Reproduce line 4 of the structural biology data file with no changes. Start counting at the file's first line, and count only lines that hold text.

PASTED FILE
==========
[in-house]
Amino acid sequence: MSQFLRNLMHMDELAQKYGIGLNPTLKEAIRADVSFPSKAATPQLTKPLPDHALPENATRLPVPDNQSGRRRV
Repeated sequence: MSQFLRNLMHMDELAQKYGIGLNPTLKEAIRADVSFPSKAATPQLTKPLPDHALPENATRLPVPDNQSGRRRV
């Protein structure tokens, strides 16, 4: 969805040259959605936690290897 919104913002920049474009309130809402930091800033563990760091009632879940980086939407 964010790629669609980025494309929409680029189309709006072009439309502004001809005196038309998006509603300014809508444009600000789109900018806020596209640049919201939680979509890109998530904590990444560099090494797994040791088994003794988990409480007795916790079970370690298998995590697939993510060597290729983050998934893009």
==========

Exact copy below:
């Protein structure tokens, strides 16, 4: 969805040259959605936690290897 919104913002920049474009309130809402930091800033563990760091009632879940980086939407 964010790629669609980025494309929409680029189309709006072009439309502004001809005196038309998006509603300014809508444009600000789109900018806020596209640049919201939680979509890109998530904590990444560099090494797994040791088994003794988990409480007795916790079970370690298998995590697939993510060597290729983050998934893009």